Elsewhere, in bond markets yesterday European govies were under pressure with yields in the periphery 3-4bps higher. 10y Bund yields also edged up 1.4bps to 0.427% with the price action appearing to reflect a combination of the stronger day for risk and comments from Germany’s Finance Minister Schaeuble who suggested that normalization of ECB policy will start “shortly”. Treasury yields followed the move in Bunds (10y +1.1bps to 2.399%). Interestingly these moves came in the context of another leg lower for Oil with WTI closing below $46/bbl (-1.18%) again, although it has recovered somewhat this morning.

Over in Asia bourses are for the most part firmer this morning. The Nikkei (+0.30%), Hang Seng (+0.67%). Shanghai Comp (+0.15%) and ASX (+0.45%) are all up. The Kospi (-0.69%) is weaker although that partly reflects some strengthening in the South Korean Won after the country’s new president was sworn in earlier today. Meanwhile the latest inflation data was released in China this morning. Headline CPI in April has risen to +1.2% yoy (vs. +1.1% expected) from +0.9% in March, boosted by rising non-food prices. Meanwhile PPI has fallen back to a still elevated +6.4% yoy (vs. +6.6% expected) from +7.6%. That is  actually the slowest pace since December but still marks eight consecutive months of rising prices after 54 months of factory price deflation.

The other breaking news to report overnight is that of President Trump announcing that he has dismissed FBI Director James Comey. This comes in the midst of an investigation into contact between Russian officials and Trump’s presidential campaign. Trump confirmed that the bureau needs new leadership in order to restore “public trust and confidence”. One implication of this for markets could be that it distracts from some of the more market-focused reform progress that we’re still waiting for.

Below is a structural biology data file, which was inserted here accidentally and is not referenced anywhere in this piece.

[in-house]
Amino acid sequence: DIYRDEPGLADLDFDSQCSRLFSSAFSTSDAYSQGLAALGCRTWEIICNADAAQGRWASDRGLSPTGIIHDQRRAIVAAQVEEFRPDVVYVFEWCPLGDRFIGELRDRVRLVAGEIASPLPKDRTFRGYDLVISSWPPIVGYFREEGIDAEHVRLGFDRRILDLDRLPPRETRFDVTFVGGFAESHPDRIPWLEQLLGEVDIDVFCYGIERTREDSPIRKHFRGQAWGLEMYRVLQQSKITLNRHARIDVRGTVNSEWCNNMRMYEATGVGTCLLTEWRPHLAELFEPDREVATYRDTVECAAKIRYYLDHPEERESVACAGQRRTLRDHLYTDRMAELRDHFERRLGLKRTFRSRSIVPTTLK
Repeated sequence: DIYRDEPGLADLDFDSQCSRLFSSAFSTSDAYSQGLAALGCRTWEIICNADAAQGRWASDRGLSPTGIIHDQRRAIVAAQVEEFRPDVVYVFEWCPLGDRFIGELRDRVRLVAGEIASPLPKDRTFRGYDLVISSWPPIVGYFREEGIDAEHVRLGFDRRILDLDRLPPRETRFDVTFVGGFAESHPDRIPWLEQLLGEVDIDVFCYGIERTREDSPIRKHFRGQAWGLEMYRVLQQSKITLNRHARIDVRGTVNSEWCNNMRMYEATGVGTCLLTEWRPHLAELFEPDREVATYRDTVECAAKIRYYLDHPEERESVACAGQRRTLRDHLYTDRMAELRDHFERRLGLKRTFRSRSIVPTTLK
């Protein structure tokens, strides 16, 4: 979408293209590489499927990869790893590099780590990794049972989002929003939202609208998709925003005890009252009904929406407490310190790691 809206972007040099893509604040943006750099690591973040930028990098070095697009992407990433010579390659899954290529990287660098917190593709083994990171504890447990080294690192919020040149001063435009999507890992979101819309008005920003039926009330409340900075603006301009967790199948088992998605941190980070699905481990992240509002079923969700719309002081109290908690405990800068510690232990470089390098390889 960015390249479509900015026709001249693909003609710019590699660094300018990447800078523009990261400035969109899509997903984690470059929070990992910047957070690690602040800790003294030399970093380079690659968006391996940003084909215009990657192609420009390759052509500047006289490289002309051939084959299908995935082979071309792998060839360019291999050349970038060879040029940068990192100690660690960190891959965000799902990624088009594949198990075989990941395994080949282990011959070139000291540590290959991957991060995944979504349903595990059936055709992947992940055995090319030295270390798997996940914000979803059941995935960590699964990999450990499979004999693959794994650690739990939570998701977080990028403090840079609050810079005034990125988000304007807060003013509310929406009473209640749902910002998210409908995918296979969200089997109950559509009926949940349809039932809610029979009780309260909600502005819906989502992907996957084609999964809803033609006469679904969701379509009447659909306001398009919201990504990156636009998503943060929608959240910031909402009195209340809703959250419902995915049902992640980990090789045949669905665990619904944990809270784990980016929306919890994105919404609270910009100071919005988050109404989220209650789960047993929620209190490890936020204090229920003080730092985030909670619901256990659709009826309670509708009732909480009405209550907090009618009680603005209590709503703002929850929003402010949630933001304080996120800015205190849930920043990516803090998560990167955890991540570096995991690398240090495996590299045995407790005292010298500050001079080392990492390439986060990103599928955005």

Moving on. There was another decent round of Fedspeak for investors to dig through yesterday, most of which was focused on the balance sheet debate. Rosengren said that the balance sheet normalization process won’t be disruptive and that the process itself should be “highly tapered”. The Boston Fed President did cite some concerns about the commercial real estate market however, saying that there could be a “potential and significant shock” should government-sponsored enterprises be required to reduce holdings of multifamily loans in the future. Meanwhile the Fed’s George reiterated her call for the Fed to begin shrinking reinvestments later this year, saying specifically that the process can start with reducing MBS and USTs then leaving runoff on “autopilot”. Late last night the Fed’s Kaplan said that he still views 3 rate hikes this year as appropriate.

In terms of the macro data yesterday, in the US the NFIB small business optimism reading printed at 104.5 in April (vs. 104.0 expected), albeit still at high levels relative to recent years. JOLTS job openings for March showed the number of vacancies as nudging higher and the quits rate holding steady at 2.1%. Finally wholesale inventories rose +0.2% mom in March which was an upward revision relative to the initial flash release. In Germany we learned that industrial production declined -0.4% mom in March which has lowered YoY growth to +1.9%. Over in France the Bank of France business sentiment reading was slightly higher in April at 104 from 103.

Looking at the day ahead, this morning in Europe it looks set to be fairly quiet with the only data of note being trade data and industrial production data in France. In the US this afternoon we are due to get the April import price index reading (expected to print at +0.1% mom) and April monthly budget statement. Away from the data the Fed’s Rosengren is once again scheduled to speak, this time at 5pm BST this evening, while Kashkari speaks again at 6.20pm BST. ECB President Draghi is also due to address Dutch parliament at noon so worth keeping an eye on that. Away from this, US Secretary of State Rex Tillerson is due to meet with Russia Foreign Minister Sergei Lavrov today. The EU’s leader in the Brexit negotiations, Michal Barnier, is also due to answer questions on Brexit from Spanish lawmakers this afternoon.